DES MOINES — Iowa’s Medicaid program, and the people dependent on it, were thrown for a loop last week.
While details are in flux, state officials reassured Iowans the departure of a managed-care organization from the privatized program will be a seamless process.
Officials announced March 29 UnitedHealthcare of the River Valley will withdraw from Iowa’s program.
A managed-care organization — a private insurance company contracted by the state to administer Medicaid coverage — UnitedHealthcare has more than 427,000 members. That’s more than two-thirds of the total number of Iowans on Medicaid.
Members will receive notices they will be reassigned to one of two other insurers, and then have 90 days to switch if they wish to change to a different managed-care organization.
Because of the sudden change, details of the switch to other insurers are still being finalized.
And despite reassurances the transition will be smooth, many Iowans say are frustrated with the lack of consistency in the managed-care program since it privatized three years ago.
“I feel like we’re in limbo,” said Delaine Petersen of Cedar Rapids, caretaker of a disabled daughter on Medicaid. “Do you turn right or do you turn left? Are you making a mistake in either of those choices?
“This is not the way to take care of Iowans.”
According to state officials, UnitedHealthcare is withdrawing because the state would not give into “unreasonable” demands from the insurer during recent contract negotiations.
UnitedHealthcare, however, maintains the state of Iowa has underfunded the program, causing the insurance company to lose hundreds of millions of dollars since it joined in April 2016.
UnitedHealthcare plans to withdraw on June 30 — the day before Iowa Total Care is set to join Iowa’s program.
Petersen said the reason for upheaval doesn’t concern her. Her worry is for her daughter.
Leslie Petersen, 46, is a UnitedHealthcare member and a nonverbal quadriplegic. She lives with her parents — Delaine and Duane — and is reliant on others to help her eat, use the bathroom and otherwise function or move on her own.
Delaine said she and her husband have a list of questions. Among them: Will Leslie have to go without addressing her mobility issues if another managed-care organization denies services? Is going from UnitedHealthcare to another insurer “jumping from the pan and into the fire?”
“Families have spent tons of time getting prior authorizations and special medicine,” Petersen said. “Are they going to have to go through that again? Are they going to get providers the right information so that they can set up their systems to support people?”
Craig Harwood, 62, of Cedar Rapids is the father and caretaker, along with his wife, of their son, Dan, 38, who has been diagnosed with Down syndrome. Craig said the managed-care system can feel like it’s “constantly being changed.”
“It has not been horrible for him, but he’s also got the two of us who advocate for him at every stage,” he said. “There’s people out there that don’t have their own voices and need someone else to advocate for them.”
You have free articles remaining.
However, Craig said he is fearful of what the switch could mean for providers and the services they offer. Dan has been with Options of Linn County for about 17 years, and goes every weekday for habilitation services.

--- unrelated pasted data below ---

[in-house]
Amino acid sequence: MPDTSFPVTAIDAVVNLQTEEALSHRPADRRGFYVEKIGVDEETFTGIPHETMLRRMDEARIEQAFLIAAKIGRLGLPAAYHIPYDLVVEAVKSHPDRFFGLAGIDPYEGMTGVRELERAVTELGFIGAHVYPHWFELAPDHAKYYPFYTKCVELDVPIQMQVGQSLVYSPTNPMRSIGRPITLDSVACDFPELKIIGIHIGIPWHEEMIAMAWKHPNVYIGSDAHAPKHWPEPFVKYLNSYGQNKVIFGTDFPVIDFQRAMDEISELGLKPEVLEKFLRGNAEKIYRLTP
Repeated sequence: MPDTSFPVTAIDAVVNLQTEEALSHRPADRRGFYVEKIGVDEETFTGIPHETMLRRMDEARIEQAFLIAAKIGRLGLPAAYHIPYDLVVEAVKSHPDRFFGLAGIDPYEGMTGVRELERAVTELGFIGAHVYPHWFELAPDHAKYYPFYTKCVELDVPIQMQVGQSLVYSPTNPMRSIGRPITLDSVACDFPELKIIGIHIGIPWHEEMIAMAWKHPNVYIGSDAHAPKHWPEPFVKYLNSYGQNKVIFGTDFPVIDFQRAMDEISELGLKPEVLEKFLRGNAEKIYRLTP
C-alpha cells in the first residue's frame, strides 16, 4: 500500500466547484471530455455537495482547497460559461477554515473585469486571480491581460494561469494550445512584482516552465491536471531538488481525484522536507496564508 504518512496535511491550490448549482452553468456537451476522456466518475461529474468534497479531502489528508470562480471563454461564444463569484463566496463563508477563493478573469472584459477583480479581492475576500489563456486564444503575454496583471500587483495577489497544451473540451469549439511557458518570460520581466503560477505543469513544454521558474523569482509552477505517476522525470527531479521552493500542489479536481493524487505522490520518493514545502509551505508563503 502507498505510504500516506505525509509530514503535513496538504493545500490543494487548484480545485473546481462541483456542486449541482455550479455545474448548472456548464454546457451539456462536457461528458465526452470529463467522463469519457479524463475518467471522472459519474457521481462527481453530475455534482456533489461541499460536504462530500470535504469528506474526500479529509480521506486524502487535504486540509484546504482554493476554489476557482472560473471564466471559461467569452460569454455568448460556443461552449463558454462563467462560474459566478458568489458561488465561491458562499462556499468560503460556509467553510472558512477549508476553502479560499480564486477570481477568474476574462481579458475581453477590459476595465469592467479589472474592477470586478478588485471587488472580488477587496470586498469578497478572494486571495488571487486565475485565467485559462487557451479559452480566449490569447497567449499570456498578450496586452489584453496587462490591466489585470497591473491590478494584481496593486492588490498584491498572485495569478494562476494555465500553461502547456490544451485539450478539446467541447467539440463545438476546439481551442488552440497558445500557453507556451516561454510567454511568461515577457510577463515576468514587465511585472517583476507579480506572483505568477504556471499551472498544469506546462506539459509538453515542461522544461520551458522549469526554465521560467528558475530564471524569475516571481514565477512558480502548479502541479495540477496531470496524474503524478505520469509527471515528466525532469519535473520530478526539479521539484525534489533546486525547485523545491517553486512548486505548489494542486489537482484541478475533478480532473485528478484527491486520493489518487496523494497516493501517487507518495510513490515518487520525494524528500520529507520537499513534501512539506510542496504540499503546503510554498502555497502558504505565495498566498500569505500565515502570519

“We’re not worried about him specifically because we’re both going to be in there fighting for him,” Harwood said. “What we’re worried about in this transition is what it does to service programs like Options ... . If Options closed, that would be devastating to Dan. That’s the reason why he gets up and leaves the house every morning.”
For many members and health care providers, UnitedHealthcare’s announcement felt all too familiar.
“The effect on Options will probably be déjà vu all over again,” said Jim Fox, director of Options of Linn County.
Managed-care organization AmeriHealth Caritas announced in October 2017 it planned to pull out of the state’s program by the end of that year. The majority of AmeriHealth members was assigned to UnitedHealthcare.
“The rates are set, but history shows that with a new (managed-care organization) receiving a sudden influx of new members, billing is a nightmare for six to nine months while they sort their systems,” Fox said.
“For small agencies and providers that rely on accurate monthly income for cash flow and meeting payroll, it can be devastating.”
For one small provider, the billing took longer than a few months to sort out.
Ann Brownsberger, co-founder of the Village Community in West Branch, said her organization was paid accurately and on-time in December for the first time in 33 months.
The Village Community offers services to 15 disabled individuals who are on UnitedHealthcare or the state-run fee-for-service program.
“Are we going to start this again?” Brownsberger said. “We hope things worked out with Amerigroup (Iowa), and we hope that won’t be a concern with Iowa Total Care. But if history tells us anything, that’s probably not going to be the case.
“It feels like we’re starting all over again,” she said.
Iowa Department of Human Service officials and UnitedHealthcare executives say they are committed to working together to ensure a smooth transition for Medicaid members.
Gov. Kim Reynolds said the two remaining managed-care organizations are still “committed to Iowa.”
“Amerigroup Iowa remains committed and focused on ensuring access to quality care for the Iowans we serve,” Amerigroup Iowa officials said in a statement.
Iowa Total Care officials say it is “prepared and ready to go live July 1.” It is owned by Centene, based in St. Louis.
Gazette Des Moines Bureau reporter Rod Boshart contributed to this article.